WILDLIFE authorities will travel to the Blue Mountains this week in the
hope of learning more about the mystery big black cat caught on video camera.
But there will be no shoot-to-kill policy because of concerns about killing a
creature that was considered long extinct.
NSW Agriculture technical director of exotic animals Bill Atkinson said:
``This is not the time to be going out there with guns blazing. This is a
completely new thing for us and so the first priority must be to identify
exactly what it is and where it originated from.
``Only when we have identified it can we then sit down and decide the most
appropriate course of action. You cannot dismiss the possibility this could in
fact be something that was deemed to be extinct."
Panther speculation resurfaced a fortnight ago when details of a massive Blue
Mountains-based cat became public through a Freedom of Information document
request by big cat researcher Michael Moss.
The NSW Government released a series of documents that acknowledged
``something is out there". The secret files also revealed that in 1999 wildlife
officials sent an expert to track down the creature after fears it could
refocus its attention from livestock to humans including tourists. A letter
from the Minister of Agriculture's Office read: ``I would like your assistance
in providing a suitably skilled person to enable this animal to be tracked,
located and identified.
``To not to do so could bring into question Government's duty of care if
these alleged attacks happened to result in injury to a person."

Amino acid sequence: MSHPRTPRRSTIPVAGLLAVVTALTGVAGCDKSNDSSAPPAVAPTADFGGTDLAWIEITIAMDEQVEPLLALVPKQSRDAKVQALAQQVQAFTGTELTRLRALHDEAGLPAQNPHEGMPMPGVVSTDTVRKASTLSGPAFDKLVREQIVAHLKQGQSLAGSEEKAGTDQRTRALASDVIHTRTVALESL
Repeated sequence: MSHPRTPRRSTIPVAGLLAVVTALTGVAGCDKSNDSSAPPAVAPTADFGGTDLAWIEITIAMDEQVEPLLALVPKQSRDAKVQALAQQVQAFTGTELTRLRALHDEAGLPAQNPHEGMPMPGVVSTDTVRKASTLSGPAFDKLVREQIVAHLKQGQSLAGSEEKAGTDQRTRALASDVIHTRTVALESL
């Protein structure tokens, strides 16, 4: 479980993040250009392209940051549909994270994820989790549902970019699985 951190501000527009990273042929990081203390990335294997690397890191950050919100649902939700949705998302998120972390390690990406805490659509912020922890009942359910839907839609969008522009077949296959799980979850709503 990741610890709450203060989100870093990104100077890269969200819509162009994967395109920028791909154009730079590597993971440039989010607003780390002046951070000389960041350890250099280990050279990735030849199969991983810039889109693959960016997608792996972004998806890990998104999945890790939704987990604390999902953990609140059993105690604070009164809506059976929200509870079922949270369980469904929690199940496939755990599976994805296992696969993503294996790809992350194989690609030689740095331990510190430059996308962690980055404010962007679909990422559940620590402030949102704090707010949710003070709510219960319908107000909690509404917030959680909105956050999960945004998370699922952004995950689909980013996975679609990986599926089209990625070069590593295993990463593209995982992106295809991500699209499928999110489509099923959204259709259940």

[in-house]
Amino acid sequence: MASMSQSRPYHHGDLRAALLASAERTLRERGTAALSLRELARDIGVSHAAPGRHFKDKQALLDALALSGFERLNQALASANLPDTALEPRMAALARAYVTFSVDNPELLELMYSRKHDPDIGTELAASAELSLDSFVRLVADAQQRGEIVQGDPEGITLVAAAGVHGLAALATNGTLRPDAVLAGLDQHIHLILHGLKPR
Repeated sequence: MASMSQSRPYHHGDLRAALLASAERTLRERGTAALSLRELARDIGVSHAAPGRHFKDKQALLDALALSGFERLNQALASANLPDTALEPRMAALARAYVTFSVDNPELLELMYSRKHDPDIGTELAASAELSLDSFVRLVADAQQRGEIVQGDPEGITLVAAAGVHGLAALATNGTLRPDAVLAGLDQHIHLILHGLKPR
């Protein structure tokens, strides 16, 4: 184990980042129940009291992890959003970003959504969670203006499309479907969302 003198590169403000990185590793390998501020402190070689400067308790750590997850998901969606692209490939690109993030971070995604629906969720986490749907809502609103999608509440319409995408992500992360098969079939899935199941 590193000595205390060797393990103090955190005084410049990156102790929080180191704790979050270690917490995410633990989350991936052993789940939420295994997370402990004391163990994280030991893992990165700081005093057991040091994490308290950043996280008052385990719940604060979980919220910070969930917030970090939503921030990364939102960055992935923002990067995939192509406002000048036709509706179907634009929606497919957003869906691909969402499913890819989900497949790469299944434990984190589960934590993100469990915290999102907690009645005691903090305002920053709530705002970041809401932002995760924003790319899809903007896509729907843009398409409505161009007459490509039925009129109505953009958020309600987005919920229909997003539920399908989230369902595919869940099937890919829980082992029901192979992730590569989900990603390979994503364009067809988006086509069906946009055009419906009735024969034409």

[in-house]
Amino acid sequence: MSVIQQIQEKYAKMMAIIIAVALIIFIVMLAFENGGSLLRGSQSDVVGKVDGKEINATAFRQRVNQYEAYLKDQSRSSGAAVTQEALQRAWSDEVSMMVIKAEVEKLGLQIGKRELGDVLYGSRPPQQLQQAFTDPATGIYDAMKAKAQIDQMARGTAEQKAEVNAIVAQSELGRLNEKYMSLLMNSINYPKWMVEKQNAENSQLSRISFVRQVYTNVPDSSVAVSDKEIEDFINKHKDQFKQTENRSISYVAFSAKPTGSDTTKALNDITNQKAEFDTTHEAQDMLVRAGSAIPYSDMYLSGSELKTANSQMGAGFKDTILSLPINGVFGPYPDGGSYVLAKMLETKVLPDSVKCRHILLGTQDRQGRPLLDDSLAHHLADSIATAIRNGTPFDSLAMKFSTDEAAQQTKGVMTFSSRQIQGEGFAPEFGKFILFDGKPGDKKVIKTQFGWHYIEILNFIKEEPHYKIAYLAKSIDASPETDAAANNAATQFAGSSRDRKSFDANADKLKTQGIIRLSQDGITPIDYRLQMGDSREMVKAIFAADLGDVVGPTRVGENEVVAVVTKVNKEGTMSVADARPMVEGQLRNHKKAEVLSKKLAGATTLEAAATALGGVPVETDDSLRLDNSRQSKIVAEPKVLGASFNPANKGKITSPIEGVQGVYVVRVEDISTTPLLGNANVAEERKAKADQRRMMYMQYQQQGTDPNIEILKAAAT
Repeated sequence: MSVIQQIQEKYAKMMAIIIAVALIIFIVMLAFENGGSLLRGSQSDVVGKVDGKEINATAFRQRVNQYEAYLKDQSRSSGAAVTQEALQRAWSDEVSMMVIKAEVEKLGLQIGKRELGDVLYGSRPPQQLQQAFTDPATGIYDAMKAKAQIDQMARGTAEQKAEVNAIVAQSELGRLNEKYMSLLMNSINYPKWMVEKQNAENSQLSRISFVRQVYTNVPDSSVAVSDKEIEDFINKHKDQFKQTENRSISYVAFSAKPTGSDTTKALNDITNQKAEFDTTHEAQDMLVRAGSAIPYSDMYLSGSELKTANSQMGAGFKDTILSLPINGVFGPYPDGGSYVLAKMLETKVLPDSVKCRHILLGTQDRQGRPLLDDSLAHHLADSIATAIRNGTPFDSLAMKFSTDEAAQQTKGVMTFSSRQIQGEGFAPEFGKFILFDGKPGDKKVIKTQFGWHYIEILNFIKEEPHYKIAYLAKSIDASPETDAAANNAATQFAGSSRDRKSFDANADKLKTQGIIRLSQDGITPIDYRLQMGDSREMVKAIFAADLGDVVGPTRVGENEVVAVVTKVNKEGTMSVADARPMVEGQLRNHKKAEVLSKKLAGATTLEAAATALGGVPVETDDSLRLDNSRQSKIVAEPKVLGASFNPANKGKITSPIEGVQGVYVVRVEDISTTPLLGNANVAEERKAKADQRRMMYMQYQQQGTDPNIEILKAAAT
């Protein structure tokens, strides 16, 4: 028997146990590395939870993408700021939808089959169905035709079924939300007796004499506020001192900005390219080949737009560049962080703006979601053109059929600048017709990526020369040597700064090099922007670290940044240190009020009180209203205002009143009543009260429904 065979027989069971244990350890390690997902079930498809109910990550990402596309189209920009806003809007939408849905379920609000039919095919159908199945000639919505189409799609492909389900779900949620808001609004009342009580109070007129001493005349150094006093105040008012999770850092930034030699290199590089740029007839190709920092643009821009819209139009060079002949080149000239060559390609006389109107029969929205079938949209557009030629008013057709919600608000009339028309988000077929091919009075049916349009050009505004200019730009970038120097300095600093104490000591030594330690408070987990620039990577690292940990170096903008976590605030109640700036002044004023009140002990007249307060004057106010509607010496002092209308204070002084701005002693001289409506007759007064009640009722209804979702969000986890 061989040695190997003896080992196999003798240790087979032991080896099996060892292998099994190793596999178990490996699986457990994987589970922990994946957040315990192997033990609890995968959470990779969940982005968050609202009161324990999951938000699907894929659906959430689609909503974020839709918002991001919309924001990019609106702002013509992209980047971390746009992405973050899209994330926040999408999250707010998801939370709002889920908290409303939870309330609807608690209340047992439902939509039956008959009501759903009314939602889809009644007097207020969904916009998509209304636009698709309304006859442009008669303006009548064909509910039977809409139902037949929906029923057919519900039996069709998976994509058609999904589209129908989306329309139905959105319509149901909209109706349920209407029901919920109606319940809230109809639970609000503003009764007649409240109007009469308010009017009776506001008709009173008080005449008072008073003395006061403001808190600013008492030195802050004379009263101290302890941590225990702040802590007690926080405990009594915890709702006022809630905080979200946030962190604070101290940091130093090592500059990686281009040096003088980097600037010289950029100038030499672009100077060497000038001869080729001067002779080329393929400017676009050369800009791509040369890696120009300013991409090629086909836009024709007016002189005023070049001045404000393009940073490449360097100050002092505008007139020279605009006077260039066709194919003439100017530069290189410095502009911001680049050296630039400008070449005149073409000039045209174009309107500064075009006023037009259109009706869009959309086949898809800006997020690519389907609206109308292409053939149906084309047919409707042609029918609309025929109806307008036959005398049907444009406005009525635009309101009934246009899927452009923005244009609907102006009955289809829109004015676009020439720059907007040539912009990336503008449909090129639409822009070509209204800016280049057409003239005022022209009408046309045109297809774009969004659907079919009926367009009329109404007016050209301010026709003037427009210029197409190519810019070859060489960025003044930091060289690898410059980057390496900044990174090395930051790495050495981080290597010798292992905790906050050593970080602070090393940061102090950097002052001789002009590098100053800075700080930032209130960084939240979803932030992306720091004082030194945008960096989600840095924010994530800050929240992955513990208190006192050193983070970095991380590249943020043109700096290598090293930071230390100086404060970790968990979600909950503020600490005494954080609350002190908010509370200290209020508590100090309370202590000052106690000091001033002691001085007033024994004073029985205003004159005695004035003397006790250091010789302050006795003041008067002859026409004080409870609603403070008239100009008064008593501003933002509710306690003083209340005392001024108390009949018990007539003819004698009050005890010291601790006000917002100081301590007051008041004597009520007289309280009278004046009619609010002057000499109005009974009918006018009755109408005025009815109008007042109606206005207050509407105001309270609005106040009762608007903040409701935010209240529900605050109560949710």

Mr Atkinson yesterday played down that threat but suggested there had been a
change of thinking about just how many of the giant cats might be roaming
``Yes, there may be more than just the one," he said. ``Because this
creature has finally been caught on film, we must now take seriously all the
eyewitness accounts that have been flooding in over the past 40 years. These
types of cats don't generally live for 40 years so you must draw your own
One Grose Vale resident, who has spent the past five years compiling a
thorough database on the black cat, said she was ecstatic that film footage from
Lithgow had finally proved to the Government that ``local residents are not
``National Parks can bloody well return and finish the half-hearted job they
started a few years back," she said.
``This may be a great conversation piece in the city end of Sydney, but us
locals are the ones who have had to put up with the livestock carnage, the
marauding and the day-to-day threat."
A Lithgow resident filmed a ``black panther" last Wednesday.
Mr Atkinson admitted that finding the creature would be difficult.
He said: ``Planes go down in that region and are not recovered for days.
People get lost and want to be found but they're not traced for days, either.
``So imagine trying to track one of these creatures when it simply does not
want to be tracked.
``That's the task we face."
IT'S OUT THERE SOMEWHERE
The massive black cat filmed in a Lithgow backyard last week is not the only
creature still out there, believes Australasian Cryptozoology Research and
Investigation Centre director Rex Gilroy. ``There remains an animal in that
region which is a living remnant of the ice age marsupial cat fauna, possibly an
offshoot of the marsupial lion," he said. The thylacoleo carnifex was
Australia's largest marsupial carnivore.